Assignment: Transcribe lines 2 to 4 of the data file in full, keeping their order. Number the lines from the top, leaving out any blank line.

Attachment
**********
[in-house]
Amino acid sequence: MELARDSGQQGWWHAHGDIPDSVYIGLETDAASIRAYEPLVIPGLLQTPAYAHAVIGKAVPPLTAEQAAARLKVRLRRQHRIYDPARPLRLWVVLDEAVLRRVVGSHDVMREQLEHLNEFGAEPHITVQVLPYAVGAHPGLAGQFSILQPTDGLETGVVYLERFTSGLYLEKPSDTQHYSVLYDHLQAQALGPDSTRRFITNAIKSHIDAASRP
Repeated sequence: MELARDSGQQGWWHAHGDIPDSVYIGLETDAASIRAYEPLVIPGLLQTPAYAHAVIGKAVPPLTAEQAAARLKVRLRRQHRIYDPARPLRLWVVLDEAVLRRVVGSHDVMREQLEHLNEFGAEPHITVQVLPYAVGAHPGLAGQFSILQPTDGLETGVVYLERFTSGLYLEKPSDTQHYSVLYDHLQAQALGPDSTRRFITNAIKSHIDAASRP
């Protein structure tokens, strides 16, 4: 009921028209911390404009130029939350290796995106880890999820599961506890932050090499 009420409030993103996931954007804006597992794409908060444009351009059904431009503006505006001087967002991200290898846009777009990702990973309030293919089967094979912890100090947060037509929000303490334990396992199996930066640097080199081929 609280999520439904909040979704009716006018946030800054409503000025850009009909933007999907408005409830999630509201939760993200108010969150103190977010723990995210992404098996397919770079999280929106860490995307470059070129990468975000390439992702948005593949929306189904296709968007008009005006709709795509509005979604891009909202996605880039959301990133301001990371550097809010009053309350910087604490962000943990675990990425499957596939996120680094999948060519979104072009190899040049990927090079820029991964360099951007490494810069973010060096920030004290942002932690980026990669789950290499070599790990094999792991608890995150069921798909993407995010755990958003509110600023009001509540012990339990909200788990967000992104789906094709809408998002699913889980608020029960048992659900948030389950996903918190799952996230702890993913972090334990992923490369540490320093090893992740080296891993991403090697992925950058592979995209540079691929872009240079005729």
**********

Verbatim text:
Amino acid sequence: MELARDSGQQGWWHAHGDIPDSVYIGLETDAASIRAYEPLVIPGLLQTPAYAHAVIGKAVPPLTAEQAAARLKVRLRRQHRIYDPARPLRLWVVLDEAVLRRVVGSHDVMREQLEHLNEFGAEPHITVQVLPYAVGAHPGLAGQFSILQPTDGLETGVVYLERFTSGLYLEKPSDTQHYSVLYDHLQAQALGPDSTRRFITNAIKSHIDAASRP
Repeated sequence: MELARDSGQQGWWHAHGDIPDSVYIGLETDAASIRAYEPLVIPGLLQTPAYAHAVIGKAVPPLTAEQAAARLKVRLRRQHRIYDPARPLRLWVVLDEAVLRRVVGSHDVMREQLEHLNEFGAEPHITVQVLPYAVGAHPGLAGQFSILQPTDGLETGVVYLERFTSGLYLEKPSDTQHYSVLYDHLQAQALGPDSTRRFITNAIKSHIDAASRP
């Protein structure tokens, strides 16, 4: 009921028209911390404009130029939350290796995106880890999820599961506890932050090499 009420409030993103996931954007804006597992794409908060444009351009059904431009503006505006001087967002991200290898846009777009990702990973309030293919089967094979912890100090947060037509929000303490334990396992199996930066640097080199081929 609280999520439904909040979704009716006018946030800054409503000025850009009909933007999907408005409830999630509201939760993200108010969150103190977010723990995210992404098996397919770079999280929106860490995307470059070129990468975000390439992702948005593949929306189904296709968007008009005006709709795509509005979604891009909202996605880039959301990133301001990371550097809010009053309350910087604490962000943990675990990425499957596939996120680094999948060519979104072009190899040049990927090079820029991964360099951007490494810069973010060096920030004290942002932690980026990669789950290499070599790990094999792991608890995150069921798909993407995010755990958003509110600023009001509540012990339990909200788990967000992104789906094709809408998002699913889980608020029960048992659900948030389950996903918190799952996230702890993913972090334990992923490369540490320093090893992740080296891993991403090697992925950058592979995209540079691929872009240079005729």